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Guest Alan Moll

Approving a Major Bylaws Revision

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Guest Alan Moll

Our church will be considering a total rewrite of our By-Laws, so it is not a simple matter of voting on individual changes.  The draft document will be distributed prior to the meeting.

I was thinking of soliciting a motion to accept the entire document and then address any desired changes as amendments.  Is this the best way?  What would be a better way?

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Bylaw amendments (and revisions) are covered in Chapters 57 and 28 of RONR.  It is a more extensive than I care to get into here other than to say that with a revision, the entire document is open to amendments and it should be taken up in seriatim (by paragraph), with each paragraph first being perfected and then the document as a whole being voted on and again subject to amendments.  Perhaps someone else will go into more detail.  :)

Edited to add:  It would be permissible to adopt a motion to consider the document as a whole rather than by paragraph, but the entire document is subject to amendment just like any other main motion would be.  A motion to consider the document as a whole would require a majority vote unless it is adopted by unanimous consent.

Edited by Richard Brown
Added last paragraph

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Agreeing wholeheartedly with Mr Brown's reply, I would suggest that a helpful way to achieve the buy-in you're looking for is to have some sessions with your church to go over the revision section by section. Even if you distribute the entire revision ahead of time, if the meeting is the first time your church has an opportunity to discuss it and ask questions, it's highly unlikely you'll get a simple up/down vote on the revision as a whole. There is much wisdom in RONR's instruction to consider the revision seriatim; that should not be bypassed.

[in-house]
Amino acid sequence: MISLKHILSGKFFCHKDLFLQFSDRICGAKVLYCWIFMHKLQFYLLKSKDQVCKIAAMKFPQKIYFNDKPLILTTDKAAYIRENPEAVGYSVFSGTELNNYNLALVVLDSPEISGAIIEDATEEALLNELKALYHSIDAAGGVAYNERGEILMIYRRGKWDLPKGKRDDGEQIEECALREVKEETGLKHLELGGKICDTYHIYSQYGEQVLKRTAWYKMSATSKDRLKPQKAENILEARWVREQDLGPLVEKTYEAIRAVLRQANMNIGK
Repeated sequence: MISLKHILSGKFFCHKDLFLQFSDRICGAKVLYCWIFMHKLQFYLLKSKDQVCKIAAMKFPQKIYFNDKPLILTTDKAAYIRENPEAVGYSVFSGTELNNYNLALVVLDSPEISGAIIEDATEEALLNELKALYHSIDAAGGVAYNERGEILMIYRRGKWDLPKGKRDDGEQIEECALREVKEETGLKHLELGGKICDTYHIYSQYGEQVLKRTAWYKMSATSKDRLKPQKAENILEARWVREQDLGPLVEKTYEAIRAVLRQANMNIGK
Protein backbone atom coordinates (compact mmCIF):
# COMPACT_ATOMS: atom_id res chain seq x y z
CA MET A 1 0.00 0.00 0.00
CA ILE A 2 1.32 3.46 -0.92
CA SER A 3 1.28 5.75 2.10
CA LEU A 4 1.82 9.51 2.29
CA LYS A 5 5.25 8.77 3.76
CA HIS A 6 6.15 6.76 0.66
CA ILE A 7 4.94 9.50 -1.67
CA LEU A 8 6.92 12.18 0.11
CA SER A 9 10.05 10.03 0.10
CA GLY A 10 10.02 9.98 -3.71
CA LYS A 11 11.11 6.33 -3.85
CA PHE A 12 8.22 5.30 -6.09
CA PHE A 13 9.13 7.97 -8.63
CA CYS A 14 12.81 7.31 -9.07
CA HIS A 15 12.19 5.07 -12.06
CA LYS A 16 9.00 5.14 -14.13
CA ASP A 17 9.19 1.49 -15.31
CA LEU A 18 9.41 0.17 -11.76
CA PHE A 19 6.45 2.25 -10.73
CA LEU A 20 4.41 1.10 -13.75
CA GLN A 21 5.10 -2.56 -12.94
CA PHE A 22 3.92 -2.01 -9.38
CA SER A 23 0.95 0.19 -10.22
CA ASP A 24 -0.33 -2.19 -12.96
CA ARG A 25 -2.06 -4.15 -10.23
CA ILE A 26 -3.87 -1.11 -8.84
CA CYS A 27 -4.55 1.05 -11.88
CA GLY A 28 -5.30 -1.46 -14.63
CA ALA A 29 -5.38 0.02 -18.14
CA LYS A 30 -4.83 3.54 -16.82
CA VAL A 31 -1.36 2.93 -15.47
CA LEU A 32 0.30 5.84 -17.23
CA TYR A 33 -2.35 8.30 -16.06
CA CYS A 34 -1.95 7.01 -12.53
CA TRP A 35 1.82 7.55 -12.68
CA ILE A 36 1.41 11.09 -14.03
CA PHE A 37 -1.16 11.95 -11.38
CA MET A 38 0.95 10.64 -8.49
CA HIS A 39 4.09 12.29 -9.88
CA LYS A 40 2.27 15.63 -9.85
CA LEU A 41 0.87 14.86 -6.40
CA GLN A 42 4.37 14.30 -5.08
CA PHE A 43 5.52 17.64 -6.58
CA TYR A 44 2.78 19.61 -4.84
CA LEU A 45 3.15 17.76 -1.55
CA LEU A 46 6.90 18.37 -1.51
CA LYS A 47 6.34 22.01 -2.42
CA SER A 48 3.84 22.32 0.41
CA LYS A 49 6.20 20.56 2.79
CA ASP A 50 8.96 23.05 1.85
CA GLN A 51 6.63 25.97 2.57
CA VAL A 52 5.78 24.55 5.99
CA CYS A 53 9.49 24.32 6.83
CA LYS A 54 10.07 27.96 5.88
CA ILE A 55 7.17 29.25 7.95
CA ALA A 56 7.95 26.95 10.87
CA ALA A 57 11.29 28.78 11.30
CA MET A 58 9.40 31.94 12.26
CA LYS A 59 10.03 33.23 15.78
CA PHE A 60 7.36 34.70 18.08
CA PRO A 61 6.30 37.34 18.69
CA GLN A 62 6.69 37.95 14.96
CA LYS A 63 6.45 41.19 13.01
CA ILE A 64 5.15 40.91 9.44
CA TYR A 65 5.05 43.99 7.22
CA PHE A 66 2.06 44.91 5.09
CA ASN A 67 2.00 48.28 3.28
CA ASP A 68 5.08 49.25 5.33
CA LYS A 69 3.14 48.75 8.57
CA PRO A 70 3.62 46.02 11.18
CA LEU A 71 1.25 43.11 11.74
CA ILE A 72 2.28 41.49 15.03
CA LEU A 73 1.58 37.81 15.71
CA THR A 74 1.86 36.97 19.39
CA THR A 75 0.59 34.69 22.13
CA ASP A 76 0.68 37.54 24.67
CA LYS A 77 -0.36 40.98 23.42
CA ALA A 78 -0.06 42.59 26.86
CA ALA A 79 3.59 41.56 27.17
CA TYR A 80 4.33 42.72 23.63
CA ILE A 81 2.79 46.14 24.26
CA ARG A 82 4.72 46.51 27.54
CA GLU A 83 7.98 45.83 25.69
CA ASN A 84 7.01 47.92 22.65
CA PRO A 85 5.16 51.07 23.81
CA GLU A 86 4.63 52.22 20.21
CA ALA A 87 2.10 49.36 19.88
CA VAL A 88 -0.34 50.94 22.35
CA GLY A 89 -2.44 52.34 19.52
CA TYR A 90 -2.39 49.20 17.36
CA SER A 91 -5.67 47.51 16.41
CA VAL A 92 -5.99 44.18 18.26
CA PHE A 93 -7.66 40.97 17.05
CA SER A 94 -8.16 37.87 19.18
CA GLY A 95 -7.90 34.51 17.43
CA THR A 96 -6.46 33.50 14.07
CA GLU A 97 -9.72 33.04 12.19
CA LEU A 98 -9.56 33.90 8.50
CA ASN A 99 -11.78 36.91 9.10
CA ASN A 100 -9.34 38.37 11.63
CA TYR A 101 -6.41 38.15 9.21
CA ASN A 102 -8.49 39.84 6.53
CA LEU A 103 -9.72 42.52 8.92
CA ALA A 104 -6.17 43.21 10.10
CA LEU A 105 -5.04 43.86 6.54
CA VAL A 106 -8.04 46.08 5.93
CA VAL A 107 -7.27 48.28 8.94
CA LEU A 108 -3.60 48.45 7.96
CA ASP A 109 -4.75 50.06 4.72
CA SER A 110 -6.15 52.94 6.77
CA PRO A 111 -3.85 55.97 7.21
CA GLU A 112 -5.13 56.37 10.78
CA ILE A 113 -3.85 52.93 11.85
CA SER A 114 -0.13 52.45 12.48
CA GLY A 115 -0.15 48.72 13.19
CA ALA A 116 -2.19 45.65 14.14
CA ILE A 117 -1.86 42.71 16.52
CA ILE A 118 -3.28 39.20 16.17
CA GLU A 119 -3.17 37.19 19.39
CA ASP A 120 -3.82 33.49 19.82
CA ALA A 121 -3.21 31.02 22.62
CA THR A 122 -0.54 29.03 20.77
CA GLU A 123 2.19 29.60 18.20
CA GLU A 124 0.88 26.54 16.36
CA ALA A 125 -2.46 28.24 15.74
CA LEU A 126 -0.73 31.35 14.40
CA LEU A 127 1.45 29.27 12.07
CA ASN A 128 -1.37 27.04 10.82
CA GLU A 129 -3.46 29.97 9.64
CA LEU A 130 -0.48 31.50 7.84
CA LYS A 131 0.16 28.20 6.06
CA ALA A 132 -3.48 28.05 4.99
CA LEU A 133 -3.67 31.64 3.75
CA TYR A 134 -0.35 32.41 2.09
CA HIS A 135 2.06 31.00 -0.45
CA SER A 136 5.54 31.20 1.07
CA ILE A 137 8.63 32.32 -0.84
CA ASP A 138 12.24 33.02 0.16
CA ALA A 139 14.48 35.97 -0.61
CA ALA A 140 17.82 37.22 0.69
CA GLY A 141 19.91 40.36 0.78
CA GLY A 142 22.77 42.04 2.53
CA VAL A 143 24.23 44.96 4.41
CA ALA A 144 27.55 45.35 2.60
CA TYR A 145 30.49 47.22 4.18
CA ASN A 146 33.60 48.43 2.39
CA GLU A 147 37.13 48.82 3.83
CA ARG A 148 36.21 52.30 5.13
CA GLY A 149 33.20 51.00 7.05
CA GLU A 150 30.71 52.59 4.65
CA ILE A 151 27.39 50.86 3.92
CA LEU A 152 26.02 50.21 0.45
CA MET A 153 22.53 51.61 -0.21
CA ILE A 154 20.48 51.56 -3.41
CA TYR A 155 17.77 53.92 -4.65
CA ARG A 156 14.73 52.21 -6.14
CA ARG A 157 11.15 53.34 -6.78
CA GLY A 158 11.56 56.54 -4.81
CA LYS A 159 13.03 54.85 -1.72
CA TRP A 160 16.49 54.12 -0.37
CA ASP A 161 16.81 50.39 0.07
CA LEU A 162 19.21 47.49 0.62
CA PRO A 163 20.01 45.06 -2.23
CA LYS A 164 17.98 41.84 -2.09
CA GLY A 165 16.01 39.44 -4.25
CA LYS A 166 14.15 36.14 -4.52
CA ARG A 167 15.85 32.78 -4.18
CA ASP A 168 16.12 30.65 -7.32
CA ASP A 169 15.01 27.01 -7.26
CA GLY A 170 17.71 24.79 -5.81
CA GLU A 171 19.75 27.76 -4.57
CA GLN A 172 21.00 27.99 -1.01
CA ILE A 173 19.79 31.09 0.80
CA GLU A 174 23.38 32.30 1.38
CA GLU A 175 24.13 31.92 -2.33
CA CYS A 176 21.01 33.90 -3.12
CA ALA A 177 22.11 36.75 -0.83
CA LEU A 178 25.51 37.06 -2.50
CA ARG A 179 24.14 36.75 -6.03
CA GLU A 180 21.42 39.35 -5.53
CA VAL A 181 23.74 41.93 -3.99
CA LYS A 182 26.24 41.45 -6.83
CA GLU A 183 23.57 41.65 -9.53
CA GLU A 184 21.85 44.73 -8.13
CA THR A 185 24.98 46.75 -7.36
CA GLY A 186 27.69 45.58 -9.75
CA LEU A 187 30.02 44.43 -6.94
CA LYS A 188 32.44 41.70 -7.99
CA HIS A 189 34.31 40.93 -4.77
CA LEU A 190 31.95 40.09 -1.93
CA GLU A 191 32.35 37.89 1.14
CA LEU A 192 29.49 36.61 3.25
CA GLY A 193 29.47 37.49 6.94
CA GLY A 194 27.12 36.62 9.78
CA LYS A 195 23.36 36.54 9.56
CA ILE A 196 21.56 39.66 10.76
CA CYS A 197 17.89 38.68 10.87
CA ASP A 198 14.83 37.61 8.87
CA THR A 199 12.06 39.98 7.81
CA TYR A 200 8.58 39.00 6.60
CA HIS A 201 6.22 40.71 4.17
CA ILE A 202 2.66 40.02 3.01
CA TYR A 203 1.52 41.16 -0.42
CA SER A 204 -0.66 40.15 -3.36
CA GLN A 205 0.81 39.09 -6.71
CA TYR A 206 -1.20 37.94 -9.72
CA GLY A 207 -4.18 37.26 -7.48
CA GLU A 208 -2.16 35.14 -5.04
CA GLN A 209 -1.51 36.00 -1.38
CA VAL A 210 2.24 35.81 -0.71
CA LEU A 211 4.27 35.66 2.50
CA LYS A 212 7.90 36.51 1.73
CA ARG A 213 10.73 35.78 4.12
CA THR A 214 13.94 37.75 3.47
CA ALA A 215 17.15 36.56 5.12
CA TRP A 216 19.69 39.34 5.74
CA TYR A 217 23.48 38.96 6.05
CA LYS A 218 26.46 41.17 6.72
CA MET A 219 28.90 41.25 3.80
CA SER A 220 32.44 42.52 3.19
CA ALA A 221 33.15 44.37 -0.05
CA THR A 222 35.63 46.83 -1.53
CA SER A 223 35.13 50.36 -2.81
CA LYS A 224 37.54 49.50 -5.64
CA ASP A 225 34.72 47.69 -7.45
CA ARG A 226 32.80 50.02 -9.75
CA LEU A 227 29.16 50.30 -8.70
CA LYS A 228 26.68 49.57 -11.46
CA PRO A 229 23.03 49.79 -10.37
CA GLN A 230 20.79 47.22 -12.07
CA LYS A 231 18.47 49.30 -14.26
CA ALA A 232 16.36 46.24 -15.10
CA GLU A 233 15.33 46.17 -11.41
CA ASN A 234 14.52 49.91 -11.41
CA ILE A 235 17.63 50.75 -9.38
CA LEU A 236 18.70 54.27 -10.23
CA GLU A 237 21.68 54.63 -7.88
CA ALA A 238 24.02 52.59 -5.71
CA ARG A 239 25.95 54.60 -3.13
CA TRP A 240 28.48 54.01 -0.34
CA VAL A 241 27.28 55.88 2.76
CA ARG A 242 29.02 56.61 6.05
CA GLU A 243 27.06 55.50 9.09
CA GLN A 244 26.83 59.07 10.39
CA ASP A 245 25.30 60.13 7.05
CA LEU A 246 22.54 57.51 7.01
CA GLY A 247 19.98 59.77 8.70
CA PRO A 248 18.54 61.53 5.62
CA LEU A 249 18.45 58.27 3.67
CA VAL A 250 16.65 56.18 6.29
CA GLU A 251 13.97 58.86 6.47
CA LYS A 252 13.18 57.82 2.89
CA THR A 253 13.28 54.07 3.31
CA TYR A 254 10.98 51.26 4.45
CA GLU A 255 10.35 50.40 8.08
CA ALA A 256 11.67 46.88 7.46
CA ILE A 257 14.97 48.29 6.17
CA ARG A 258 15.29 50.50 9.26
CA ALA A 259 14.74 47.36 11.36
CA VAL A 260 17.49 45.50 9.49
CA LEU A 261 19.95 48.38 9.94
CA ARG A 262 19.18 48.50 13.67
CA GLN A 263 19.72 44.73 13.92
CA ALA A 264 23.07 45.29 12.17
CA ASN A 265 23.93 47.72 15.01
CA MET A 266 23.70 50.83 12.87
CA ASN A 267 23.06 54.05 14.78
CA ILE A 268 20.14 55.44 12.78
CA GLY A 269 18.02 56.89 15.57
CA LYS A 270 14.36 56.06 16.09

(edited to fix grammar/wording)

Edited by Tom Coronite

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I will add that if your idea is to first get the revision adopted as is, and then at the same meeting consider amendments to the newly-adopted revision, that won’t work (unless the revised bylaws contain some very unusual amendment provisions). Once adopted, the revision, including its amendment provisions, will be effective immediately. So any amendments to the new documents would have to follow whatever notice provisions are continued in the document’s amendment provisions. And if (unwisely) the revision contains no provision for its own amendment, the RONR default is that amendment requires previous notice and a two-thirds vote. Just follow the advice from Mr. Brown and Mr. Coronote, and you should be OK.

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Guest Alan Moll, I agree with the advice by Mr. Merritt. Something about your original post makes me afraid that you might be hoping to adopt the bylaws revision first and then go back and start amending it. That is not the right way to do it. You perfect it first with amendments then adopt it once you are finished amending it.

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I have a similar situation where the Board of Trustees are trying to pass a constitution revision by  a simple up/down vote on the revision as a whole. If there is a motion to that effect and seconded, followed by discussion, can amendments to parts of the revision be made before the vote to accept as a whole?

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Guest Zev

Clarification if you please. Are these a series of amendments that are attempted to be adopted in a single vote or is this an entirely new document? Whose meeting is this, the Board of Trustees' meeting or the assembly's meeting? Also, what does your constitution say about who has the authority to amend the constitution and what requirements must be fulfilled? I'm not entirely clear on what you mean to say by "parts of the revision."

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